Daily Management Review

Room for New Ideas and More Easing in the Economy, says BOJ.s Kuroda


Room for New Ideas and More Easing in the Economy, says BOJ.s Kuroda
While shrugging off growing market concerns that the Bank of Japan is reaching its limits after an already massive stimulus program, the bank’s Governor Haruhiko Kuroda signaled his readiness to ease monetary policy further using existing or new tools.
The BOJ head also affirmed that there would be no withdrawal of the monetary policy easing tools at the bank’s comprehensive assessment of its policies later this month.
In a sign that the central bank is becoming more mindful of the rising cost of its stimulus, public confidence in Japan's banking system would be hurt and financial intermediation may be impaired by the BOJ's negative interest rate policy, acknowledged Kuroda.

"Even within the current framework, there is ample room for further monetary easing ... and other new ideas should not be off the table. There may be a situation where drastic measures are warranted even though they could entail costs," he said, adding that the BOJ should "always prepare policy options," Kuroda told a seminar on Monday.
The BOJ has faced criticism from banks for squeezing already thin profit margins as the BOJ has gobbled up a third of Japan's bond market under its current framework that combines negative rates with hefty buying of government bonds and some riskier assets.
The BOJ will debate some of the unintended consequences of its ultra-loose policy and will consider making some modifications to its policy framework, reports Reuters citing sources with information about the matter.
In what is being called first time acknowledgment by the BOJ governor, Kuroda publicly said that negative rates could negatively impact the rate of returns on pension investments and hurt the banks’ profits and thereby could dampen public sentiment. But he stressed that the BOJ had room to deepen negative rates and said that monetary policy has yet to reach its limit.
"There is no free lunch for any policy. That said, we should not hesitate to go ahead with (additional easing) as long as it is necessary for Japan's economy as a whole," he said.
The BOJ has pledged to conduct a comprehensive assessment of the effects of its stimulus program at this month's rate review after it had eased policy in July.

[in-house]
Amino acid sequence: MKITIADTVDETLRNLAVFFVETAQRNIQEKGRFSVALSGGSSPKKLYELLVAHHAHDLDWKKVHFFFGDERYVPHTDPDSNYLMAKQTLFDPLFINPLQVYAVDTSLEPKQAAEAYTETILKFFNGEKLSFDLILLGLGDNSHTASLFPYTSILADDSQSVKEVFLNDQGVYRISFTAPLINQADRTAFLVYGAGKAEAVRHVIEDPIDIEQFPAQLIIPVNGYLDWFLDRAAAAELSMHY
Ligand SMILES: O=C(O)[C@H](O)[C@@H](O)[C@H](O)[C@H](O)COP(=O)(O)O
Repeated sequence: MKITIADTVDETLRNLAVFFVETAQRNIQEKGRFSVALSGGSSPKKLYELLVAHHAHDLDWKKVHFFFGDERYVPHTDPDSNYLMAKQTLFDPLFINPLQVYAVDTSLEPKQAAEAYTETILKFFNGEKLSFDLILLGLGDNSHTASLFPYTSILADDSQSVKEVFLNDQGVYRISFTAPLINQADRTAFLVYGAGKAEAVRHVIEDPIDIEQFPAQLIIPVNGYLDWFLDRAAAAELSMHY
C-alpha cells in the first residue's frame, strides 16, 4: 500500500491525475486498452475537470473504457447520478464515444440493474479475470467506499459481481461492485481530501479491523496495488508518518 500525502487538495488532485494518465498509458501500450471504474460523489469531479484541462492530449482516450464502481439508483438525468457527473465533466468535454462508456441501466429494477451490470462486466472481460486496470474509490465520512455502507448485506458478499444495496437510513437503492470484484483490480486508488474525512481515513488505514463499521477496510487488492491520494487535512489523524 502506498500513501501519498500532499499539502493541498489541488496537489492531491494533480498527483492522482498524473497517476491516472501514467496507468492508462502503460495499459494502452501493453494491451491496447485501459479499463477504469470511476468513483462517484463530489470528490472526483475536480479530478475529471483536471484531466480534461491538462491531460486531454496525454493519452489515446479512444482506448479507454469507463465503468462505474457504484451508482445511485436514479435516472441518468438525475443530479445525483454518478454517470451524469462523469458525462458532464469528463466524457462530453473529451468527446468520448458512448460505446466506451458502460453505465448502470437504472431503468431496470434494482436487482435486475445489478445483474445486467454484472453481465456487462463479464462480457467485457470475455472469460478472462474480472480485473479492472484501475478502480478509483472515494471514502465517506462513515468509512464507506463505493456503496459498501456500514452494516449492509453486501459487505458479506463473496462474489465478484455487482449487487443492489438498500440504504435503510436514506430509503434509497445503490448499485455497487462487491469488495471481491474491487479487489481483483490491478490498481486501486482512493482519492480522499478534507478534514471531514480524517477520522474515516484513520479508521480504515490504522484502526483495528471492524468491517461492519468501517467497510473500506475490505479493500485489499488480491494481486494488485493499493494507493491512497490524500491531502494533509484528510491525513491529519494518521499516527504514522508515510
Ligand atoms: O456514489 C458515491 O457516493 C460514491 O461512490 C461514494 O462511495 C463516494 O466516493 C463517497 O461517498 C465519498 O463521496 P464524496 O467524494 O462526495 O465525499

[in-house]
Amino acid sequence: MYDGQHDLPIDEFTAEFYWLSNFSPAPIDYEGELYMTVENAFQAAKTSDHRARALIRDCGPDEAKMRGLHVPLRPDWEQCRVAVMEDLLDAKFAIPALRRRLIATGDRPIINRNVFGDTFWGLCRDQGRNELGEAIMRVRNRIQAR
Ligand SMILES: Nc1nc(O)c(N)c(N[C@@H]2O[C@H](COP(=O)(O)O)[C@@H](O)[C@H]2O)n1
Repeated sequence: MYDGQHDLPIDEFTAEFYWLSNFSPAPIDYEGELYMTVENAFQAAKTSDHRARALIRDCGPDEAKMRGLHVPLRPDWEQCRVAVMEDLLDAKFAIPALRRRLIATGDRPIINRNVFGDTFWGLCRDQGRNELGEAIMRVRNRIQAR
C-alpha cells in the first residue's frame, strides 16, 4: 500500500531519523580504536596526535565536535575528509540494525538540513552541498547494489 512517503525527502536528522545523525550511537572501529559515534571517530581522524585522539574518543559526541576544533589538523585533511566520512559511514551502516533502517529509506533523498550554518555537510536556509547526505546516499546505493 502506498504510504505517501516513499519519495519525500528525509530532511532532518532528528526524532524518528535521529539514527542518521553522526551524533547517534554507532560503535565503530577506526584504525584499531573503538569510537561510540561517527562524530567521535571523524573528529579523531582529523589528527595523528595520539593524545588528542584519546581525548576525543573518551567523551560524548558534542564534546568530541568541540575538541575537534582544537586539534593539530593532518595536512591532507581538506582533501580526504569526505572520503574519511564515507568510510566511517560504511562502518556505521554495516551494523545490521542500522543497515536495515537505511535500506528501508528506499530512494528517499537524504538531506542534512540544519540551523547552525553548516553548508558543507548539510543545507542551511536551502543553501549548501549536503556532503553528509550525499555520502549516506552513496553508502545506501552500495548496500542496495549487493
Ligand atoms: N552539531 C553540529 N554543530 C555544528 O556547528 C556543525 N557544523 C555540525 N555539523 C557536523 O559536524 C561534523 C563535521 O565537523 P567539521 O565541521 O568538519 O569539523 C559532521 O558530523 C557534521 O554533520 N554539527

With economic growth having ground to a halt and inflation sliding further away from its 2 percent target, most analysts expect the BOJ to ease further this month.
"Kuroda's message is that the BOJ would at least keep the option of deepening negative rates in case the yen spikes suddenly. But that doesn't mean it would take such a step anytime soon given concerns about the costs," said Yasunari Ueno, chief market economist at Mizuho Securities.

"As for the next step, I expect the BOJ to ease either by cutting rates or boosting quantitative easing, or a combination of both," Ueno added.
Since the BOJ implemented aggressive policy easing measures in 2013 under Kuroda, it has pushed back the timing of its inflation goal several times as it has been continuously facing stubbornly weak prices.

Science & Technology

Credit Suisse: China will become the leader in AI sphere

Five new technologies that will change the world

Over 500 Genes Impacting Intelligence Identified By Scientists

MIT Scientists Say It Could Be Just 13 Years For Commercialization Of Nuclear Fusion

Apple patents MacBook with a keyboard screen

Vero: An Instagram killer?

Wacky Weather Causes ‘Split In The Polar Vortex’

Smart And Adaptive Artificial Eye Developed By Researchers At Harvard

NASA’s Mars Mission To Make Use Of Cold War-Era Atomic Rockets

Israel Completes Mars Habitat Simulation Experiment

World Politics

World & Politics

Ten world's largest importers of weapons

Christine Lagarde: there’s no winner in trade wars

10 best countries for freelancers

Alarming Concerns Or Driving Force Towards Green Energy? – Bitcoin Growth Comes At Environmental Cost

Catalan authorities refuse to greet the King of Spain

Ten Top Politicians To Be Investigated By Greek Parliament On Charges Of Taking Bribes From Novartis

The cloudy future of Saudi Arabia

Australia To Welcome Britain On The Latter’s Interest In Joining TPP